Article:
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Rich Brian has become one of the most prominent musical voices for young Asian people

If anyone wants to go to the Rich Brian concert when he visits Seattle, hit me up

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Editor’s Note: Pop culture has the power to elicit the most visceral and violent reactions. It doesn’t matter if a new movie trailer comes out or another video game is announced, everyone’s Twitter feed will be filled fanatical love and obsession, or rage and burning hatred. Kyle Bender is going to explore just exactly that. Why does pop culture create such a large impact on individual lives? How does content shake up, or reinforce the status quo? And why aren’t there more mainstream Asian artists?

From his musical debut in 2016 as Rich Chigga with the song “Dat $tick,” to his YouTube video on how to microwave bread, to his most recent album “The Sailor,” Brian Imanuel or Rich Brian has been a disruptive force in the rap and hip-hop scenes. And that’s a good thing.

On Billboard’s Hot 100 Year-End list in 2018, only one song was performed by an Asian person (“Finesse” by Bruno Mars featuring Cardi B). Currently, on Billboard’s Top 100 songs list, there is not a single song created by an Asian artist. That’s why I was so excited when “The Sailor” was released. 

Rich Brian’s 2018 album “Amen” was a good, standard rap album with some really great songs but didn’t really bring anything new to the table. “Glow Like Dat” (my personal favorite) is one of the best breakup songs, and “Cold” is perfect while driving on 405 at night. However, the album doesn’t keep me interested past “See Me” and feels repetitive halfway through.

On the other hand, “The Sailor” is one of the most subversive albums in mainstream media, and it focuses on representing young Asian people in a non-stereotypical way. This album is about so much more than just the music. It’s about making a statement that says that Asian people can break out of the tight mold that society has formed for them. This album is saying that not all of us have to become doctors, mathematicians, or engineers. Even if society says those are our only options, we should still explore and look outward.

“The Sailor” is on a level of provocative that can be compared to Kendrick Lamar’s “To Pimp a Butterfly,” and if I had the power, I would personally give the Award for Album of the Year to “The Sailor.”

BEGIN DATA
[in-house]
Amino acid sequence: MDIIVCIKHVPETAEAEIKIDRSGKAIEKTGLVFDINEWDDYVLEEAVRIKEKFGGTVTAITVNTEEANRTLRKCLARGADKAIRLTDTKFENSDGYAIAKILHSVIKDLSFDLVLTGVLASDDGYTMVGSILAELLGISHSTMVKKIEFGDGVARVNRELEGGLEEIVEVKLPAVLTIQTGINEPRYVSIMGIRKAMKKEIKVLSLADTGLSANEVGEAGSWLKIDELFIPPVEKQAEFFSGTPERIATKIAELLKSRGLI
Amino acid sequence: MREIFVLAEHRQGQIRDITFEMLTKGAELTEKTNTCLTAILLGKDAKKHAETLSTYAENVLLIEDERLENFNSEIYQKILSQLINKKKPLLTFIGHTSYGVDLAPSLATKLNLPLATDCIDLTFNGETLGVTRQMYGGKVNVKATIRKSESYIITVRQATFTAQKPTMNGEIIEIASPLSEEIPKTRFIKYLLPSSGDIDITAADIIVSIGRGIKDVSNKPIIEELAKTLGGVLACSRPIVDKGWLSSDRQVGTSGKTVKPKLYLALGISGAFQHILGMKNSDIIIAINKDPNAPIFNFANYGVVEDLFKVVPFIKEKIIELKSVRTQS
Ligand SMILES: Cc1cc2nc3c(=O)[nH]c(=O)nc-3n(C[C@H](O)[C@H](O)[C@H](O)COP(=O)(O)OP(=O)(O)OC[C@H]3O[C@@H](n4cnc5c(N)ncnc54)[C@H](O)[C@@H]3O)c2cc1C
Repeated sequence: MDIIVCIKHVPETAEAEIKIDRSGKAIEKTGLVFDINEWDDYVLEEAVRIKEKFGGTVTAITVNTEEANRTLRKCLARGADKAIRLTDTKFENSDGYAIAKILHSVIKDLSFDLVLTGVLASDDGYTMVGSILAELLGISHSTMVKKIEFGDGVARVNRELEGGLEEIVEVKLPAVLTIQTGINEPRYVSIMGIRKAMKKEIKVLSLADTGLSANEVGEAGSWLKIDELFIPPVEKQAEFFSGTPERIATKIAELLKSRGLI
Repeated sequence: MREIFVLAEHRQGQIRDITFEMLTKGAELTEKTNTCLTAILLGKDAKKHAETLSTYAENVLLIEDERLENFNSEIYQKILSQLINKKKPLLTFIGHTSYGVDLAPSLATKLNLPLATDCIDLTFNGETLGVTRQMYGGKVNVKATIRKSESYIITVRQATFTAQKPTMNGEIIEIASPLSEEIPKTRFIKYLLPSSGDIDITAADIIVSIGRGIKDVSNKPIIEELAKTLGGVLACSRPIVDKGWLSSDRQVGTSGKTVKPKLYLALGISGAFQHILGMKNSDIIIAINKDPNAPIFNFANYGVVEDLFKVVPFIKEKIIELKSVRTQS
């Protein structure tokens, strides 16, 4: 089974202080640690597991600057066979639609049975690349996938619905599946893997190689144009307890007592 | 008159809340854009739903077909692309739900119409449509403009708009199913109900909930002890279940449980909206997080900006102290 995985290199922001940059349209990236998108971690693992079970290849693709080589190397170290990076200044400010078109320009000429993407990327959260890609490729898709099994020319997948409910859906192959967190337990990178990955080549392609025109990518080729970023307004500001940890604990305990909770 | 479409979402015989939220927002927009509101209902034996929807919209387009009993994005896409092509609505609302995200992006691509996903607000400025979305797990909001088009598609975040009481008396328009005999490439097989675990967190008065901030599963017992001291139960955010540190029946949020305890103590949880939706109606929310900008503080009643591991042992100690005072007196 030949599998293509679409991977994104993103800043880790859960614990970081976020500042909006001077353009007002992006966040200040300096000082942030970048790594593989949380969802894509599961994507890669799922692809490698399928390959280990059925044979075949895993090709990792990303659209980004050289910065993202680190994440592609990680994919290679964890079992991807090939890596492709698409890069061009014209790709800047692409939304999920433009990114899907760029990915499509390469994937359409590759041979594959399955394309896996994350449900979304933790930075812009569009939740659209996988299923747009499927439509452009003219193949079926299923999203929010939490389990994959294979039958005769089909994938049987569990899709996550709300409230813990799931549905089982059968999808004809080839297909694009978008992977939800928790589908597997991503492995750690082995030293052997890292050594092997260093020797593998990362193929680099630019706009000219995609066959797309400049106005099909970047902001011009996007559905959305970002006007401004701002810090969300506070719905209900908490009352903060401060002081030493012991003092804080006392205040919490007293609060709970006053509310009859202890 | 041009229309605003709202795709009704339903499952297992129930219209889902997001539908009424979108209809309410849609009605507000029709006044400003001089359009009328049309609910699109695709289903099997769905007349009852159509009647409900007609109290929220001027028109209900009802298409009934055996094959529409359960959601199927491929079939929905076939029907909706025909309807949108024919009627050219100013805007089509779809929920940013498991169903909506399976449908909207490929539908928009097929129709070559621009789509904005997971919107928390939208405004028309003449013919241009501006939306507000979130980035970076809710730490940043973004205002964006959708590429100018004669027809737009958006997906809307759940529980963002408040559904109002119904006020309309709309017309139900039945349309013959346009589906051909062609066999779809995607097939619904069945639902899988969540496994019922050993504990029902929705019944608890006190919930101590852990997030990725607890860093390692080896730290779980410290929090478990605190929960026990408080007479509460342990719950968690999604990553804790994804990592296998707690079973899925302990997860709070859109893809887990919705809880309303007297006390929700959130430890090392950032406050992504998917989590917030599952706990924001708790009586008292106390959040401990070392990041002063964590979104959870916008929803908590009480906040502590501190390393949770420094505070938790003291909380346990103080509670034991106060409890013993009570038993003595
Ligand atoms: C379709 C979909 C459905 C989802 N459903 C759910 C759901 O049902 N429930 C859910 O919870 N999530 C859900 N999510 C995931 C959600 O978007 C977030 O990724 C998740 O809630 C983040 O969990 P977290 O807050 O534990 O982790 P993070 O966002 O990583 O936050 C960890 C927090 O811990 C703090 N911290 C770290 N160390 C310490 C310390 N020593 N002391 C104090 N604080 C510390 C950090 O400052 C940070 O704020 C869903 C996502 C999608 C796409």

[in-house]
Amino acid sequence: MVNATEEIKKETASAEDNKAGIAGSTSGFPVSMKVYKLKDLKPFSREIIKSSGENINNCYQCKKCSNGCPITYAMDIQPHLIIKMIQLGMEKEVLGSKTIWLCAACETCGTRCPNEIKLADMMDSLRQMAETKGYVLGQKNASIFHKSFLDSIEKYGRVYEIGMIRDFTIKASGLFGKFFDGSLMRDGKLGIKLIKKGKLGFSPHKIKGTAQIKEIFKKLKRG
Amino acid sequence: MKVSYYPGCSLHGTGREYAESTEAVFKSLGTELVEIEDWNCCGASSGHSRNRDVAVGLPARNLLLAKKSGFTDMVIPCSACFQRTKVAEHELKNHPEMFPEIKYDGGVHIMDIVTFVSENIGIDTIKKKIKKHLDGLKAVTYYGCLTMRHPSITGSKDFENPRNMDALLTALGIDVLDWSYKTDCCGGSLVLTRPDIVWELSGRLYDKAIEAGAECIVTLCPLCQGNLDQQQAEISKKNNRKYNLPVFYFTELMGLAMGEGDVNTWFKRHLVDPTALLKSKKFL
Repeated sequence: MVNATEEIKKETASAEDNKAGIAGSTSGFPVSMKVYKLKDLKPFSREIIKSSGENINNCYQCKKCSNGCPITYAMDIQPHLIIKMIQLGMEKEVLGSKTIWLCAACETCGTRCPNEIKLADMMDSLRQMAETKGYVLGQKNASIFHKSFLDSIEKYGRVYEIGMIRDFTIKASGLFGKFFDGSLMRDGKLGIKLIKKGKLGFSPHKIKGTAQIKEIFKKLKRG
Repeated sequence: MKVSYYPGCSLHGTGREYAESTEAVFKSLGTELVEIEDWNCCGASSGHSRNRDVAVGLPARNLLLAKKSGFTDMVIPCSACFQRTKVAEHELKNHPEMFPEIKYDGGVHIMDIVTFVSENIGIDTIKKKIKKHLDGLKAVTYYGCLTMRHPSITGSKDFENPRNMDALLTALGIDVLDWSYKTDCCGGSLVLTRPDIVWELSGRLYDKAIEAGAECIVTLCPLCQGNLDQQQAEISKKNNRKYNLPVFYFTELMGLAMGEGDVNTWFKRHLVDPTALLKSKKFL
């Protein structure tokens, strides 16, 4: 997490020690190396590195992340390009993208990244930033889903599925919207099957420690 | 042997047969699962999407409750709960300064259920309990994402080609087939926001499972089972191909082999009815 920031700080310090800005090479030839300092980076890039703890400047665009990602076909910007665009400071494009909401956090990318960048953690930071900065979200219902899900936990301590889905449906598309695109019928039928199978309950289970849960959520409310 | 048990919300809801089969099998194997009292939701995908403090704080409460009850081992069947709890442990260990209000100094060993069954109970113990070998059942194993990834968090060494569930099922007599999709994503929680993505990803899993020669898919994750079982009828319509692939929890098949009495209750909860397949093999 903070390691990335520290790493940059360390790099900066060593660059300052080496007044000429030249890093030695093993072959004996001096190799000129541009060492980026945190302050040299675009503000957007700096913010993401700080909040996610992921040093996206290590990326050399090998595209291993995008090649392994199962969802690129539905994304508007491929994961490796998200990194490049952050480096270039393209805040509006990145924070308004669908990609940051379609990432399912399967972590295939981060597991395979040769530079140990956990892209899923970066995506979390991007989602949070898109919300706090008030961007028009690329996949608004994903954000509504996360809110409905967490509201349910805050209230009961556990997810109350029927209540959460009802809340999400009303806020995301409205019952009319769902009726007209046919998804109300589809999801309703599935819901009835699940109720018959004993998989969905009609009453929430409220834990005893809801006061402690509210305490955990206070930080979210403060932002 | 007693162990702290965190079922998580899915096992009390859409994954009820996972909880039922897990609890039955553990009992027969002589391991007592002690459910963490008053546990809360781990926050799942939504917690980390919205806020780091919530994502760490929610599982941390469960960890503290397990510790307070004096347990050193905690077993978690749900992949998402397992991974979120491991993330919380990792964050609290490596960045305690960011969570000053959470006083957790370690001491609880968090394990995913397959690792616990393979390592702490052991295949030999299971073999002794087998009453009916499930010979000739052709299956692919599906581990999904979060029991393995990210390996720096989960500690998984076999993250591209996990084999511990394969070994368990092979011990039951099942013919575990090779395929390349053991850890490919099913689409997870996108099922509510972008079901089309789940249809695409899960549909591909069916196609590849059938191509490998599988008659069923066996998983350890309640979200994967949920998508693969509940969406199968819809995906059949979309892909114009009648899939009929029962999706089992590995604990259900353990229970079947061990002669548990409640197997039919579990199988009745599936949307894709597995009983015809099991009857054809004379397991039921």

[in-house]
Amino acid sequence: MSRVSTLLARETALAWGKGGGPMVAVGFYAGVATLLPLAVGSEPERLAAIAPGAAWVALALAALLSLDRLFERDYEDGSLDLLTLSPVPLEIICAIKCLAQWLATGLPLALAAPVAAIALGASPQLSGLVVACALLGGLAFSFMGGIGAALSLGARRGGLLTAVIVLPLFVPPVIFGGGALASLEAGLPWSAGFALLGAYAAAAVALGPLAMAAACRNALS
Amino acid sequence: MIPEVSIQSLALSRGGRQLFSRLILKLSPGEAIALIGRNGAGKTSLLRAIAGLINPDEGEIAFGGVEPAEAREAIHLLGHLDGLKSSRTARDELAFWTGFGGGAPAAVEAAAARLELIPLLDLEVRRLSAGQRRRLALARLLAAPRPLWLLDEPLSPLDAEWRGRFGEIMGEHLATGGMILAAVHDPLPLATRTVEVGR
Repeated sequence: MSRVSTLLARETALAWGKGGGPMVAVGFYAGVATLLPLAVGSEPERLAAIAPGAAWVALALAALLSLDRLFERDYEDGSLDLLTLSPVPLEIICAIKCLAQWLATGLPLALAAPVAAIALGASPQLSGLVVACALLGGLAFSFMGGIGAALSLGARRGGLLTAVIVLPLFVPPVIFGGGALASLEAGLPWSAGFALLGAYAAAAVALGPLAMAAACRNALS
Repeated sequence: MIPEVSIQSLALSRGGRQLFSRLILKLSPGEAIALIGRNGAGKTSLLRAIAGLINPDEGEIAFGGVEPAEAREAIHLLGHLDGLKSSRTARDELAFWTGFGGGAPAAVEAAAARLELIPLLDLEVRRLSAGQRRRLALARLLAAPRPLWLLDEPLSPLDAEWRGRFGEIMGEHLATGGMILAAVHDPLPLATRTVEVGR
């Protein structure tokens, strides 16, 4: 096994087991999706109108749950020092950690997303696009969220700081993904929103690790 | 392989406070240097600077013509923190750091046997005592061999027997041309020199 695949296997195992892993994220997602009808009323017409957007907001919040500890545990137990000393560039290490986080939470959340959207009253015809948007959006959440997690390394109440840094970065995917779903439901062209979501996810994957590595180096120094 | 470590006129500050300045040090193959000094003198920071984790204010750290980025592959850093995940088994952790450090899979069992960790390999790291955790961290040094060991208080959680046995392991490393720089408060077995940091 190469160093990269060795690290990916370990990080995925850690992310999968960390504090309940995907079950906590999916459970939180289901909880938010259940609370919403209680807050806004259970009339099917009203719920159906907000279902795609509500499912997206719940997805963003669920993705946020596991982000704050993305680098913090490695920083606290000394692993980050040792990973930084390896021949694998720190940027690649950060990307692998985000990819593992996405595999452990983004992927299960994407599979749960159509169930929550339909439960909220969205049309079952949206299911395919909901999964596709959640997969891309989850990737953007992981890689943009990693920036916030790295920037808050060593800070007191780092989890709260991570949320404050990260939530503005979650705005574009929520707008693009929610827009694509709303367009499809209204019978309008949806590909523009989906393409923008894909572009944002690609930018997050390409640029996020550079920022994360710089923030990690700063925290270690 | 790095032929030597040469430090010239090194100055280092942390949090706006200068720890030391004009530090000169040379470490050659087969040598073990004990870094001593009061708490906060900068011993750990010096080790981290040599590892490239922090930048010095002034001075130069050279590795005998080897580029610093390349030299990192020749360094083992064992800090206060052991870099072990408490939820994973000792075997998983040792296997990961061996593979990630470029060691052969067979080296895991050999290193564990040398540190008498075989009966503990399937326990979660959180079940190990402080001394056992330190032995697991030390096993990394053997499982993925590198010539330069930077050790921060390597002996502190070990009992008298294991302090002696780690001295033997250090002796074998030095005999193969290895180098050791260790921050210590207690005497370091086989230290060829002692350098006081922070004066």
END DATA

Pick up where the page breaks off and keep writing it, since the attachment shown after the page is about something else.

Let’s take a look at the lead single “Yellow.” In an interview with certified Dad I’d Like to F--- (DILF) Sean Evans from First We Feast, Rich Brian explained the meaning of the song.

“It’s about identity,” Imanuel said. “Specifically, it’s about Asian identity, but I think that it’s something a lot of people can relate to, even if you’re not Asian.”

This song gave the album its provocative nature. “Yellow” was released a whole month prior to the release of “The Sailor” to flagship the album. With the first half of “Yellow” having a muddled and suffocated feeling to exemplify the struggle both artists and immigrants feel compared to the hopeful and triumphant second half of the song creates a narrative about the struggle of being an immigrant.

References to 21 Savage’s risk of deportation, Rich Brian’s success as a rapper without an American citizenship, and an identification of the negative stigma surrounding an Asian person’s skin color all make “Yellow” and the whole album an anthem that young Asian people can rally behind.

To me, I see the album’s name having two meanings. It’s telling us Rich Brian’s story as an immigrant trying to make it in America, and it’s challenging all of us young Asian people to subvert society’s expectations of us. It’s telling us to explore, search, and look into the unknown and undiscovered. The album is telling us to be the sailor. 

Reach writer Kyle Bender arts@dailyuw.com. Twitter: @ATOMICpandaBOMB 

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